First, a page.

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Champion named at Saturday's Women of the World Poetry Slam

Champion to be named at Saturday's Women of the World Poetry Slam
Champion to be named at Saturday's Women of the World Poetry Slam 02:08

BALTIMORE -- Seventy-two women from around the world grabbed the mic and voiced their thoughts through carefully crafted poetry throughout the week.

But it was down to the final 12 poets on Saturday night at Center Stage in downtown Baltimore.

Founder of Black Arts District talks about Women of the World Poetry Slam festival 03:58

The mic was hot, and the lights were on as women spoke from their heart to compete in the Womxn of the World Poetry Slam.

From 72 international poets down to 12 finalists, one woman will wake up Sunday morning with the title of champion and $5,000.

Ebony Stewart remembers winning back in 2017 and taking a breath right before hitting the stage.

"I was definitely nervous, but I also felt confident and pride of myself that I made it that far," she said.

From topics about identity to mental health, the poets are able to pull inspiration from anywhere and everywhere.

"Often times, poetry is either a mirror or a window," Festival Director Lady Brion said. "It's often something you can see yourself in or it provides a space for you to take a glimpse in someone else's reality."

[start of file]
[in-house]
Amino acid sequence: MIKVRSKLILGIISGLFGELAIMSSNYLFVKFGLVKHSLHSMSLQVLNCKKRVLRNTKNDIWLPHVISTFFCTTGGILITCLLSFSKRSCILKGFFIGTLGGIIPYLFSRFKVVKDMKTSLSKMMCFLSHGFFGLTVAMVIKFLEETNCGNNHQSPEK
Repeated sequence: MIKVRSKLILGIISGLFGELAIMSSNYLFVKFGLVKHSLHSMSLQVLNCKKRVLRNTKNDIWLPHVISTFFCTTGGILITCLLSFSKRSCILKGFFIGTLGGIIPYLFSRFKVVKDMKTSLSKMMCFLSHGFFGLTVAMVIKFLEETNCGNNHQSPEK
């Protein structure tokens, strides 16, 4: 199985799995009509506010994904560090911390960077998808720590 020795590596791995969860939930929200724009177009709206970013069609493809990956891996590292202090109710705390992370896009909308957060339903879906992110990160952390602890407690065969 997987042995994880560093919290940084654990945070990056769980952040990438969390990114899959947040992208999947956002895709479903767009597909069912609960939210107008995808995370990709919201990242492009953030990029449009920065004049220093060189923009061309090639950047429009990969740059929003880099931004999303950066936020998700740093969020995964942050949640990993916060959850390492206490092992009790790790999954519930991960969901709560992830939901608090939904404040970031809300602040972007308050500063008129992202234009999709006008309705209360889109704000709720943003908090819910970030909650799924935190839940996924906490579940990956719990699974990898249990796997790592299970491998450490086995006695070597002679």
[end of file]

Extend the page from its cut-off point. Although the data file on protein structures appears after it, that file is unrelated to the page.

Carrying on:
For people to reach their full potential on the mic, the festival organized workshops to allow people to prep their mind, body and soul.

Nazaahah Amin is a yoga therapist and instructor who shared her talents of vinyasa yoga to help performers prepare their throats.

"We are going to tap into the throat chakra and that's a part of the body that helps us be truthful," she said. "It helps us fully express ourselves and it also helps us connect us through our words, our honest words."

Since 2008, the festival has carved out a space to help women feel seen and heard, especially women of color.

"We live in a world that often silences us, kind of puts us in boxes," Lady Brion said. "Trying to make us as productive citizens as we can without giving us a space to really be free."

But Center Stage in Mount Vernon opened their doors to their 500-seat theater to offer that freedom.

"Right now, there aren't that many places that are funded well enough to support all their work and all of their effort," Interim Artistic Director Ken-Matt Martin said. "So, we think it's important that us here as Baltimore's theatre are able to continue to fill that gap."

The competition wrapped up around 8 p.m. at the community theatre inside Center Stage.

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